Reunited and it feels so . . . good?
A suitcase marriage also includes returning home and unpacking. When Jim walks through the door, we're individuals who've lived in two different worlds. We need to be as one again, and that's not always easy.
As the one holding down the proverbial fort, I'm often faced with cars in need of repair, sick children, broken plumbing, and a myriad small problems. My husband's battles include a grueling work schedule, a demanding boss, and travel nightmares.
During our first reunions, we discovered problems. I wanted Jim to come home, play with the kids, fix everything that had broken, and give me some of his time alone. Jim wanted to come home and sleep in peace, without any demands on his time. Our children wanted to play and have attention from both parents. Frustration quickly set in.
My friend Lynne considers control her biggest reunion problem. Money management and child-rearing methods can't be bounced around. She learned, through counseling, that her husband wanted to feel needed. Now she leaves big decisions for homecomings and sets up family meetings to discuss issues.
I've discovered that when Jim returns, my "honey-do" list shouldn't be first on the agenda. My world traveler needs solace, smiles, and a comfortable retreat when he returns. He needs a home, not an exciting hotel with maid service and full amenities. And I need to find joy and comfort in his arms and to feel special.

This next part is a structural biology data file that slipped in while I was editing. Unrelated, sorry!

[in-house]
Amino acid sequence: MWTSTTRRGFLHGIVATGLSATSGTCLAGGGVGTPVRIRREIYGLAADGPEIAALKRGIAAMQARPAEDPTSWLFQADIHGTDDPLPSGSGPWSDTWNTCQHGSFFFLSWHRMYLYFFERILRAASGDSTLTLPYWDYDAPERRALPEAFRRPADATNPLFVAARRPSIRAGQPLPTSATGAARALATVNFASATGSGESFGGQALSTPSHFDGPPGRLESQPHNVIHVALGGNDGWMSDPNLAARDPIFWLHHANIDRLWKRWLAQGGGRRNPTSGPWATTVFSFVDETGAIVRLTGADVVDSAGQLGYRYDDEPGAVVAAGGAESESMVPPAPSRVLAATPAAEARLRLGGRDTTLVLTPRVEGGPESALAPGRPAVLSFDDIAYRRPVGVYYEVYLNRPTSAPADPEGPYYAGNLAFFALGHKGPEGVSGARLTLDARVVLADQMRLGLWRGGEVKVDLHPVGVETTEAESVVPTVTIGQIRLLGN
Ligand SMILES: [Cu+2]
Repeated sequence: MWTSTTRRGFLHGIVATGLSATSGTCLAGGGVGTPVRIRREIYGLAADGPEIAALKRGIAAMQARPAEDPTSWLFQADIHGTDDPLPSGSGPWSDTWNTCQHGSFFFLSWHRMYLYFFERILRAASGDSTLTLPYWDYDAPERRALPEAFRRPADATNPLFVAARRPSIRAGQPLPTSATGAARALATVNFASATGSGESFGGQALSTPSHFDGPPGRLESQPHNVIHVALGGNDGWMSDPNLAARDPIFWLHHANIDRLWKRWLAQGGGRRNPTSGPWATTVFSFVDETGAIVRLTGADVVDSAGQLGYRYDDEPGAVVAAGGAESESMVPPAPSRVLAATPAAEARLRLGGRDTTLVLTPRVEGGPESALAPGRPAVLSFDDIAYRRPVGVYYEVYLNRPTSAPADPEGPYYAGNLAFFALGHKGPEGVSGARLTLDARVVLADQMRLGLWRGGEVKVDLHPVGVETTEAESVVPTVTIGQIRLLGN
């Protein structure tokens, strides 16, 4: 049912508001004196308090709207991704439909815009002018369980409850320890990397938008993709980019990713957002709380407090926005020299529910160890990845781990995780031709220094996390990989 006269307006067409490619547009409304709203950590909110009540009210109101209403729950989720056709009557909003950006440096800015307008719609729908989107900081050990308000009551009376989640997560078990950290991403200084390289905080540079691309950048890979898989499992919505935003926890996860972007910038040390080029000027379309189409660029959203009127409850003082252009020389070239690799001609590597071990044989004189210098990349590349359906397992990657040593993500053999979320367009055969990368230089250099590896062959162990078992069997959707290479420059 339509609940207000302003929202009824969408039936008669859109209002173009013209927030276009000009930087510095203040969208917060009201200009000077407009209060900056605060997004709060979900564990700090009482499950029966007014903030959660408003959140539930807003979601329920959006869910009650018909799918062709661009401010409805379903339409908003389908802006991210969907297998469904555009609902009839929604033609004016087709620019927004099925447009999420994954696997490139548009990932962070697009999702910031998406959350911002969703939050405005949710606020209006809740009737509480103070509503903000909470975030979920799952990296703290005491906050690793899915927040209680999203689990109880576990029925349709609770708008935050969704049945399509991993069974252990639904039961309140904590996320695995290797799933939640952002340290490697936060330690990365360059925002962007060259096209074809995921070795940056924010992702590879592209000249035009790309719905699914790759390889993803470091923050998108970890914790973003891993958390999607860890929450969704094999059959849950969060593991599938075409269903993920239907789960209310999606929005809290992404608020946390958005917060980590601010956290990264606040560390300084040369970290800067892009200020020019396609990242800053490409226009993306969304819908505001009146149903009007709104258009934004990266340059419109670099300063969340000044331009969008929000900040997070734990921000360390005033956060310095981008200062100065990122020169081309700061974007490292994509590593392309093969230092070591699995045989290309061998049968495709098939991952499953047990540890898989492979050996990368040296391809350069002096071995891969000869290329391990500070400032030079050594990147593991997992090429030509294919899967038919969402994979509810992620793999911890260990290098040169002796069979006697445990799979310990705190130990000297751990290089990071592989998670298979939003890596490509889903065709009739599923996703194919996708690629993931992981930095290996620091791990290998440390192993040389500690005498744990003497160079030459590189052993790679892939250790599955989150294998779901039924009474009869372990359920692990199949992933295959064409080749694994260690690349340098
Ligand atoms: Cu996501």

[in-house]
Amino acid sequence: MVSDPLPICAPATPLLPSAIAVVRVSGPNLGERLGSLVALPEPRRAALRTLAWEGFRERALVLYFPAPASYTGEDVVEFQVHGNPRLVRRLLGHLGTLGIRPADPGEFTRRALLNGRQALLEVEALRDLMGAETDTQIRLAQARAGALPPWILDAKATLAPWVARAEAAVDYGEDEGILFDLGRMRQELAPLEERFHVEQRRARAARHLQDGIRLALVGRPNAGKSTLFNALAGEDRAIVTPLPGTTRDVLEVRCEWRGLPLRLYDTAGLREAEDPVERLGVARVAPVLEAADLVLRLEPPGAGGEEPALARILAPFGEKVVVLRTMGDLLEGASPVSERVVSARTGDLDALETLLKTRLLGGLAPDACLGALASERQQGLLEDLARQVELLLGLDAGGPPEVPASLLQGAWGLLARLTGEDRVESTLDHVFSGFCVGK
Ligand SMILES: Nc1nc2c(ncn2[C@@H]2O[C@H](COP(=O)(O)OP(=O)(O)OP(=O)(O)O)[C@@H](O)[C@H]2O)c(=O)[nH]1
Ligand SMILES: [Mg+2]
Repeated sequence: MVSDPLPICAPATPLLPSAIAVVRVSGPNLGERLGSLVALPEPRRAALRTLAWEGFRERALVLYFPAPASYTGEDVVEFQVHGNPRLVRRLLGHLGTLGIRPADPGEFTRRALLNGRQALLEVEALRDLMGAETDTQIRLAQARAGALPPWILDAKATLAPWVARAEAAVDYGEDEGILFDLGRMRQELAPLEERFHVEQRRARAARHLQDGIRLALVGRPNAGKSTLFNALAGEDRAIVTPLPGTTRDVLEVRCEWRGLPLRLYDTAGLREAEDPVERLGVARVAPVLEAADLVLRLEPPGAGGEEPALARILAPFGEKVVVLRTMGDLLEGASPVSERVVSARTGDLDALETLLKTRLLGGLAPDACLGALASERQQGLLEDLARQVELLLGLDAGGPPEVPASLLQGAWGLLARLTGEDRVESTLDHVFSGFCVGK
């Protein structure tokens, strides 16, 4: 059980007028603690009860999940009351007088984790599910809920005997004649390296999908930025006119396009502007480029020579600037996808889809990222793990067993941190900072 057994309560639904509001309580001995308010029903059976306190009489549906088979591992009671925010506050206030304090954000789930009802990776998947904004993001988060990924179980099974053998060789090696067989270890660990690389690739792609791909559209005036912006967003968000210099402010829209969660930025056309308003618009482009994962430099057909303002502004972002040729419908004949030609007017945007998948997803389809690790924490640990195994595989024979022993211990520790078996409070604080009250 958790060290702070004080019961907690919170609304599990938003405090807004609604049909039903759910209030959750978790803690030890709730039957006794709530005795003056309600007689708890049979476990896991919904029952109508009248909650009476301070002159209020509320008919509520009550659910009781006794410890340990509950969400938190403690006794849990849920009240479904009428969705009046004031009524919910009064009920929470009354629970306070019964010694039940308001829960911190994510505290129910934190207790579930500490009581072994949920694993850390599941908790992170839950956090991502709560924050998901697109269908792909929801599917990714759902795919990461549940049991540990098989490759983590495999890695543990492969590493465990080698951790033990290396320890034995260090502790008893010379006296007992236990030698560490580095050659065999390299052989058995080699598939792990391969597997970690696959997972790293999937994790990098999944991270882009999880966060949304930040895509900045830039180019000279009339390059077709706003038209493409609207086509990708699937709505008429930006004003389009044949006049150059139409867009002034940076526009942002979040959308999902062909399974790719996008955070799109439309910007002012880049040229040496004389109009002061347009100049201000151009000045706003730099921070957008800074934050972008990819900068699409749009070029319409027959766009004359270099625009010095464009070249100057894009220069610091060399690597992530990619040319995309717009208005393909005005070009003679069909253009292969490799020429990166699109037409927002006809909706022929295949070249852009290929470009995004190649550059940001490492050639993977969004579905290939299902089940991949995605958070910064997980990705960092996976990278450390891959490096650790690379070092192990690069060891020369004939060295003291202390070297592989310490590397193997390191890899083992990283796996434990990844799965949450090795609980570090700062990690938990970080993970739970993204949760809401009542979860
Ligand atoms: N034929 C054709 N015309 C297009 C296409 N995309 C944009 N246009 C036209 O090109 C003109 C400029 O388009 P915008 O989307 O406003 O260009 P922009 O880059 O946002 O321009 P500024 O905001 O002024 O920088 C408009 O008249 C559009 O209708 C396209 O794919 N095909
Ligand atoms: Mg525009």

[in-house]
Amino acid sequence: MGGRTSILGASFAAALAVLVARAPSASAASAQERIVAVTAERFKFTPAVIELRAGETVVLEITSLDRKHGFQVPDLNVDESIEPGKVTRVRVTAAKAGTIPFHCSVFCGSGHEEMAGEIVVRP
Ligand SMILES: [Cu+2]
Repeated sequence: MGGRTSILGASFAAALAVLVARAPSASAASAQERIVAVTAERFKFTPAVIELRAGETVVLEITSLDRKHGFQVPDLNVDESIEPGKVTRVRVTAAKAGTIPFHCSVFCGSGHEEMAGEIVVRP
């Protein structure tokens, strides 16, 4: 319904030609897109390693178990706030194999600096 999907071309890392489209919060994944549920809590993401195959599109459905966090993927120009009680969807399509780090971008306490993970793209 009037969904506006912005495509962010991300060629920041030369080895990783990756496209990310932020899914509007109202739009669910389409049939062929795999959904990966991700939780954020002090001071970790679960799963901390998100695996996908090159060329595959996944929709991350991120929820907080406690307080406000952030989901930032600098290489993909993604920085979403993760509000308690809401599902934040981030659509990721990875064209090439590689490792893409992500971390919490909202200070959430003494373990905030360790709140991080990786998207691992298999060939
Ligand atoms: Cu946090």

Being physically intimate may take time, too. It's better to ease back together with candlelight and music or back rubs before closer encounters. We've learned to prepare for reunions and adjust expectations. I slow down the pace the day before Jim is due back. I stop my busy schedule, prepare a meal, and dress up.
Jim relaxes as he flies or drives home. He listens to calming music, takes a nap, and sets aside business notes. The knowledge that we'll soon be in each other's presence fills our thoughts. When the door opens, we take a moment to look at the other person, then embrace. We've found most problems will survive another day.
With God's help, our marriage is being strengthened as we work to overcome the challenges of frequent separations. We understand firsthand Solomon's wisdom in Ecclesiastes 4:12: "Though one may be overpowered, two can defend themselves. A chord of three strands is not quickly broken." With God as that all-important third strand in our marriage, Jim and I are finding absence can make the heart grow fonder.
Karen Whiting, the author of several books, including Family Devotional Builder (Hendrickson Publishers), lives with her family in Florida.
Copyright © 2003 by the author or Christianity Today/Today's Christian Woman magazine.